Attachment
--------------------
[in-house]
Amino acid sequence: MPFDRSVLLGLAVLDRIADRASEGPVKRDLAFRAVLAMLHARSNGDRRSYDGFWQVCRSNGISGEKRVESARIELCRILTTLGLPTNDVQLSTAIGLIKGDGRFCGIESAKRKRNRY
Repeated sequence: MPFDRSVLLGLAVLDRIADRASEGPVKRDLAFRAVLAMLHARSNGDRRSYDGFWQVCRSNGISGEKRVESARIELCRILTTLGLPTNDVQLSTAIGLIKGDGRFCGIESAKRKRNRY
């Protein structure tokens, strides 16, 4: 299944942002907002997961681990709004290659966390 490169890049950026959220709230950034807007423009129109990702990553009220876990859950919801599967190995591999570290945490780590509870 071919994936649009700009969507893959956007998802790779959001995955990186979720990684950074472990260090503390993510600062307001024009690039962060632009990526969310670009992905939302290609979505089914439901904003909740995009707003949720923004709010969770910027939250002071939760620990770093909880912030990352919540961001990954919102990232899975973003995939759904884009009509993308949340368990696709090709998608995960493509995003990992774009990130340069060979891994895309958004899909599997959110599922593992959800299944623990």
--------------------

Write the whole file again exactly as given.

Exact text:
[in-house]
Amino acid sequence: MPFDRSVLLGLAVLDRIADRASEGPVKRDLAFRAVLAMLHARSNGDRRSYDGFWQVCRSNGISGEKRVESARIELCRILTTLGLPTNDVQLSTAIGLIKGDGRFCGIESAKRKRNRY
Repeated sequence: MPFDRSVLLGLAVLDRIADRASEGPVKRDLAFRAVLAMLHARSNGDRRSYDGFWQVCRSNGISGEKRVESARIELCRILTTLGLPTNDVQLSTAIGLIKGDGRFCGIESAKRKRNRY
């Protein structure tokens, strides 16, 4: 299944942002907002997961681990709004290659966390 490169890049950026959220709230950034807007423009129109990702990553009220876990859950919801599967190995591999570290945490780590509870 071919994936649009700009969507893959956007998802790779959001995955990186979720990684950074472990260090503390993510600062307001024009690039962060632009990526969310670009992905939302290609979505089914439901904003909740995009707003949720923004709010969770910027939250002071939760620990770093909880912030990352919540961001990954919102990232899975973003995939759904884009009509993308949340368990696709090709998608995960493509995003990992774009990130340069060979891994895309958004899909599997959110599922593992959800299944623990």